The Hindu God Shiva, is one of Hinduism's primary Deities, revered as the divine by India's Saivite religious groups. Shiva is considered to be India's most complicated gods, exemplifying apparently contradictory qualities. He is the wonderful ascetic and the emblem of desire, the magnanimous herdsman of spirits and the rageful warrior. The Hindu divinity Rudra, a minor deity referenced only three to four times in the Rig Veda, was Shiva's official designation. After soaking up a few of the character traits of a previous fertility god, he became Shiva, a part of the trinity, or trimurti, together with Vishnu and Brahma.
Shaivism is a popular Hindu religious belief. It encompasses numerous doctrinal procedures, but all concur on three pillars: pati, or God; pasu, or the personal soul; and pasa, or the bonds that constrain the soul to existence on earth. The primary objective of Shaivites is to liberate their souls from bonds and accomplish shivata, or "Shiva's nature." This is achieved through ascetic processes and purification rituals, with a focus on meditation and relinquishment. Many Shaivites become roaming sadhus or try to fix their ways.
The members of Lord Shiva’s powerful family are-
Goddess Parvati- Parvati ("Child of the Mountain''), also widely recognized as Uma, is the Hindu god Shiva's consort. Parvati is a compassionate goddess. She won Shiva's compassion after only having undergone drastic ascetic rigor as the child of mountain Himalaya. The pair had two children. Goddess Parvati, Devi Shakti's delicate facet, is represented as reasonable, gorgeous, and kind hearted. She generally wears a red Sari and a hairband. If shown along with Shiva, she typically has two arms, but when portrayed alone, she may very well have four. These hands could very well be holding a seashell, a tiara, a mirror, a rosary, a bell, a dish, a farming instrument like a goad, a sugarcane stalk, or blossoms like Lotus. One of her arms in the front making the Abhaya mudra. Venerating The Heavenly Deity Parvati is believed to bring about wedding, settle disputes between couples, and assist in the avoidance of miscarriage. She is also highly regarded for her fertility, marital joy, dedication to the partner, asceticism, and authority. Navratri is the celebration that commemorates all nine aspects of Parvati. Teej is a celebration that honors marriage and familial ties. It also signifies the commencement of the monsoon season.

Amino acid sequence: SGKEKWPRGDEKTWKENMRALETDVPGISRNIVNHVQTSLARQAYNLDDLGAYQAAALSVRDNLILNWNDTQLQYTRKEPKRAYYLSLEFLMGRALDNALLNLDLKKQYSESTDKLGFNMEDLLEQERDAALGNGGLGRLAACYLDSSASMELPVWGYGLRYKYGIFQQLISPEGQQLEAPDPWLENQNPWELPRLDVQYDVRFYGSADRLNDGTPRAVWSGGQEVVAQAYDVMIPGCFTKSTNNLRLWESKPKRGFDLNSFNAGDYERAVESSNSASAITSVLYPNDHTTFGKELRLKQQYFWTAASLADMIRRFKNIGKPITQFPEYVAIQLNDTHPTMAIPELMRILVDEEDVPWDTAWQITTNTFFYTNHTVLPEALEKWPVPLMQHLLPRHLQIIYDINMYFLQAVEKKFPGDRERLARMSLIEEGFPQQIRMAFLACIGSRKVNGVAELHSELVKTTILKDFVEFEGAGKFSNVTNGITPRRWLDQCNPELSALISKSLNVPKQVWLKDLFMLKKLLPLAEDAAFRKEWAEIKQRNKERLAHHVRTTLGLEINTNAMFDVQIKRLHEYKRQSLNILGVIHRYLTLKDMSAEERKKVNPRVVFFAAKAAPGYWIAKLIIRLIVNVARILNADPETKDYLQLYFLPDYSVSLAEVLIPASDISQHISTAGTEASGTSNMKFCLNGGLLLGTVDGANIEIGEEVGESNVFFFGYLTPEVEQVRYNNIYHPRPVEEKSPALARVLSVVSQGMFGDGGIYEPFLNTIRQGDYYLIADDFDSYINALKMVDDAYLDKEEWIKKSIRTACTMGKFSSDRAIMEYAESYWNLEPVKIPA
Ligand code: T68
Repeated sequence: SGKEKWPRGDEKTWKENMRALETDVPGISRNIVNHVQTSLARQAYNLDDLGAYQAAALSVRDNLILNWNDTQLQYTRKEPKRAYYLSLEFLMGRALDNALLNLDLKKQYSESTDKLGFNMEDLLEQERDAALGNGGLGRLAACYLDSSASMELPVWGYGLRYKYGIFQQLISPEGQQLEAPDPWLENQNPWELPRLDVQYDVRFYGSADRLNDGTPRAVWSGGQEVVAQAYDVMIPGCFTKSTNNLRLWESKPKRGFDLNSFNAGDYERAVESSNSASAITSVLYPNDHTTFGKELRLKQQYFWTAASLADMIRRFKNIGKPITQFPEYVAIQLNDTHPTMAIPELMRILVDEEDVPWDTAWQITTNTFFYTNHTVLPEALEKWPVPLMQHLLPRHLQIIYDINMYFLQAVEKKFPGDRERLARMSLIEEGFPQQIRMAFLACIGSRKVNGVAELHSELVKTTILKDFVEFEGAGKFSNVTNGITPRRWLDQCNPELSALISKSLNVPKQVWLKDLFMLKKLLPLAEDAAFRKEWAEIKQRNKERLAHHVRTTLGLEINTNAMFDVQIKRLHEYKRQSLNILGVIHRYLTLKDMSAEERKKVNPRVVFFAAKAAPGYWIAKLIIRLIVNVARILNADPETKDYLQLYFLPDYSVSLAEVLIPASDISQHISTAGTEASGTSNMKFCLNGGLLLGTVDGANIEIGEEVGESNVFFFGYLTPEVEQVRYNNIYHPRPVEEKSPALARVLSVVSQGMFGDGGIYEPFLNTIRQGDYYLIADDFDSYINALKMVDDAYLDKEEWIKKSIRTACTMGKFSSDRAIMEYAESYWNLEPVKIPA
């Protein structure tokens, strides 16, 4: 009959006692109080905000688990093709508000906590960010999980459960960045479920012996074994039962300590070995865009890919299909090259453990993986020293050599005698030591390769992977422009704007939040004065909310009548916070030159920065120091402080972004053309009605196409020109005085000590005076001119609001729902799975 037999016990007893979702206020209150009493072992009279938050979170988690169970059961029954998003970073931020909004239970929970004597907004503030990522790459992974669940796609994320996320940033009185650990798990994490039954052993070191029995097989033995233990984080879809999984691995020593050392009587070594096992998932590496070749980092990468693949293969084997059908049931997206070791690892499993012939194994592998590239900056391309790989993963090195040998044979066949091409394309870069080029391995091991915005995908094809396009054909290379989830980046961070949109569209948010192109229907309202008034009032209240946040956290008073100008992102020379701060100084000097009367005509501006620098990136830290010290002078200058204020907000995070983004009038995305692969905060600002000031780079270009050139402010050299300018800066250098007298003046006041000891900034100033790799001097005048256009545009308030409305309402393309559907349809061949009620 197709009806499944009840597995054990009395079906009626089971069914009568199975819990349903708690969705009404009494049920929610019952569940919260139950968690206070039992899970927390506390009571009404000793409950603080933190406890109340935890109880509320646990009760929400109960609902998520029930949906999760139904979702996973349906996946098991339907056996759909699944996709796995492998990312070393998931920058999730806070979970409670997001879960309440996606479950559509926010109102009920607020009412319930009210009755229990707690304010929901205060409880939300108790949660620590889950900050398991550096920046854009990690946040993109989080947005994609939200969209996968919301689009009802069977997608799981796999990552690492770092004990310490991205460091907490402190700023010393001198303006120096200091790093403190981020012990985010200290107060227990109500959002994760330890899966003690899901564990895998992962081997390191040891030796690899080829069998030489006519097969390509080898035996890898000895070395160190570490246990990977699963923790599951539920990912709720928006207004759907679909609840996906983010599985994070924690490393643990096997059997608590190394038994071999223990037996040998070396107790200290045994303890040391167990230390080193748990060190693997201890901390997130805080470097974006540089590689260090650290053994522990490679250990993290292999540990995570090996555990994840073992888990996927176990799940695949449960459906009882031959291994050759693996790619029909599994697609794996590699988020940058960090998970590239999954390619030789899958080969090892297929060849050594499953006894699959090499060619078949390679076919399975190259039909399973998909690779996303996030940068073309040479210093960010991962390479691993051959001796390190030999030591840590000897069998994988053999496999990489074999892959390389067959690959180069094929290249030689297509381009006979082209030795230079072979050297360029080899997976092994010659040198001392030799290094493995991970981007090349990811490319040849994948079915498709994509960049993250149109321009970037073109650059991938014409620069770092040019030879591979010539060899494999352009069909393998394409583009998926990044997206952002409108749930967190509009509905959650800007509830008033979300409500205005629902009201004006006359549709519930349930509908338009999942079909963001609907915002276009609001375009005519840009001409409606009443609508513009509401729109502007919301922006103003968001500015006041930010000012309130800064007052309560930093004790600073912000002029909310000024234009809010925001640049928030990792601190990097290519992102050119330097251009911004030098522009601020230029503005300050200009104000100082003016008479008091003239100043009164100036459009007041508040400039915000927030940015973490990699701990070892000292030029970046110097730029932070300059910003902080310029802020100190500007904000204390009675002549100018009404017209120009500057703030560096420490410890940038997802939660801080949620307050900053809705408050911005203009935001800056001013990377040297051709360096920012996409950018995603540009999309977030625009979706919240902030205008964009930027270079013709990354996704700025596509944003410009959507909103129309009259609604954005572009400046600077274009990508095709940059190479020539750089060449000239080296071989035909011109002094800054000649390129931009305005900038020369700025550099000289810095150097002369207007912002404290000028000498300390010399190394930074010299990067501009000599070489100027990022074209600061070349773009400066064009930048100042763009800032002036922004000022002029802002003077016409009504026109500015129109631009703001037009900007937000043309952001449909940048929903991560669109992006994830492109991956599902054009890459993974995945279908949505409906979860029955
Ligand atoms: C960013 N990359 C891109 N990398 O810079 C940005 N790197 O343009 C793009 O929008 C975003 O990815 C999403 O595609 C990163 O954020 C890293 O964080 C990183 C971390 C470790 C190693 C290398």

Lord Ganesha- Even though Lord Ganesha has several characteristics, his animal head is immediately recognisable.He is generally acknowledged as the cleanser of roadblocks and the bearer of great fortune; the benefactor of the sciences and the arts and the Deity of superior intelligence, sanctity, naiveté, courage, and knowledge and understanding. He is acknowledged at the onset of ceremony and rituals as he is the god of emergence.
Lord Kartikeya- Lord Kartikeya has several names, such as Swaminatha, Murugan, Muruga, Kumara, Skanda, and Shanmukha. Lord Murugan also is renowned as Subramaniam, a prevalent surname in South India. He appears to have been a prevalent barbarian warrior in addition to being Lord Ganesha's elder brother. Skanda is not as widely known as his brother in plenty of other parts of India, with the notable exception of Tamil Nadu and some few other Southern states. Nevertheless, he is a highly respected and influential God bestowed with countless holy qualities.
Q1. What is Lord Kartikeya’s vahana?
Paravani, a peacock, is the vahana he rides. Surapadma, the peacock, was actually an original Asura.
Q2. What is Parvati the deity of ?
Parvati is revered as the deity of yield and the defender of women. Her festival, which is predominantly recognised by women, is intimately associated with the celebration of her son Ganesha.
is the wife of Lord Kartikeya?
Lord Kartikeya is the
elder son of Lord
Shiva and Mother Parvati
and is revered as the god of war. He is worshiped as Murugan in the South
Indian states, Sri Lanka, Singapore, Indonesia, etc. He is married to Devasaena
and Valli. In the Skanda Purana,
Devasena has been described as the daughter of Lord Vishnu.
Both the damsels performed intense penances with the desire to obtain Lord
Kartikeya as their husband. In various iconographic forms, both wives are
generally depicted seated on either side of Lord Kartikeya.
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